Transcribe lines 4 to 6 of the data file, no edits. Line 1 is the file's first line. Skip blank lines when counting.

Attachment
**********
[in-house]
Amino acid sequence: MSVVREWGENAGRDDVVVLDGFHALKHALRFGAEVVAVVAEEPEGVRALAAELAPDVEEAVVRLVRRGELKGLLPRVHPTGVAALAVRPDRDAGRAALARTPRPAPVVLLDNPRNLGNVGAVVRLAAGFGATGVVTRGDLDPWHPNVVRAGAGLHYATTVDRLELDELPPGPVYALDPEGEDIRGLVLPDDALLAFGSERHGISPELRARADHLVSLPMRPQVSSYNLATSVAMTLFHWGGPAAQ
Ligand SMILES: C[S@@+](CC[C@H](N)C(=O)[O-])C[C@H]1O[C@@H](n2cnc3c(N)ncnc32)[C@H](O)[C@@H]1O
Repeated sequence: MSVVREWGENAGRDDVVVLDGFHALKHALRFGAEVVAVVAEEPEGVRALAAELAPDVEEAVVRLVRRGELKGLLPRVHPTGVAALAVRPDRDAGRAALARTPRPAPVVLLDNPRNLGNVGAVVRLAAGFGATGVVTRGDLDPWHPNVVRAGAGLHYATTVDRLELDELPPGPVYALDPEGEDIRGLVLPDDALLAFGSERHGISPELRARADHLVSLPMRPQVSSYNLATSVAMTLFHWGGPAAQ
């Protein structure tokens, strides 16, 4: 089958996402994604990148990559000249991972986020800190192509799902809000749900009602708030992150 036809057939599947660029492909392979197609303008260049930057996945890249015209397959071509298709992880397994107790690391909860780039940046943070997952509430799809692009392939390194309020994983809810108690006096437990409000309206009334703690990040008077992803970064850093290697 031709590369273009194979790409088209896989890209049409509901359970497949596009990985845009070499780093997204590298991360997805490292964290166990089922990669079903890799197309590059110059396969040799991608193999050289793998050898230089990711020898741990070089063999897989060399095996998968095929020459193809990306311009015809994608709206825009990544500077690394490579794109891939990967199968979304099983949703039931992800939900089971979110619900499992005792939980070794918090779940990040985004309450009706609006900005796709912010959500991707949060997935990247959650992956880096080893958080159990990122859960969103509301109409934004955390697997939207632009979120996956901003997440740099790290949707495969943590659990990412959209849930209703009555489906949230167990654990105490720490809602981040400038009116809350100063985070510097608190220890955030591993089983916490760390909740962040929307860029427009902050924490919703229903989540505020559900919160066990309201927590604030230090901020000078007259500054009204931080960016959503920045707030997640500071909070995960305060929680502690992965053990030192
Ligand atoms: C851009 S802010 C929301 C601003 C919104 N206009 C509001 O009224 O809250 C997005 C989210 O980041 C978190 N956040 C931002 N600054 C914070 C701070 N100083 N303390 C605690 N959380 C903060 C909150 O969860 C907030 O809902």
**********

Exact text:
Repeated sequence: MSVVREWGENAGRDDVVVLDGFHALKHALRFGAEVVAVVAEEPEGVRALAAELAPDVEEAVVRLVRRGELKGLLPRVHPTGVAALAVRPDRDAGRAALARTPRPAPVVLLDNPRNLGNVGAVVRLAAGFGATGVVTRGDLDPWHPNVVRAGAGLHYATTVDRLELDELPPGPVYALDPEGEDIRGLVLPDDALLAFGSERHGISPELRARADHLVSLPMRPQVSSYNLATSVAMTLFHWGGPAAQ
């Protein structure tokens, strides 16, 4: 089958996402994604990148990559000249991972986020800190192509799902809000749900009602708030992150 036809057939599947660029492909392979197609303008260049930057996945890249015209397959071509298709992880397994107790690391909860780039940046943070997952509430799809692009392939390194309020994983809810108690006096437990409000309206009334703690990040008077992803970064850093290697 031709590369273009194979790409088209896989890209049409509901359970497949596009990985845009070499780093997204590298991360997805490292964290166990089922990669079903890799197309590059110059396969040799991608193999050289793998050898230089990711020898741990070089063999897989060399095996998968095929020459193809990306311009015809994608709206825009990544500077690394490579794109891939990967199968979304099983949703039931992800939900089971979110619900499992005792939980070794918090779940990040985004309450009706609006900005796709912010959500991707949060997935990247959650992956880096080893958080159990990122859960969103509301109409934004955390697997939207632009979120996956901003997440740099790290949707495969943590659990990412959209849930209703009555489906949230167990654990105490720490809602981040400038009116809350100063985070510097608190220890955030591993089983916490760390909740962040929307860029427009902050924490919703229903989540505020559900919160066990309201927590604030230090901020000078007259500054009204931080960016959503920045707030997640500071909070995960305060929680502690992965053990030192
Ligand atoms: C851009 S802010 C929301 C601003 C919104 N206009 C509001 O009224 O809250 C997005 C989210 O980041 C978190 N956040 C931002 N600054 C914070 C701070 N100083 N303390 C605690 N959380 C903060 C909150 O969860 C907030 O809902």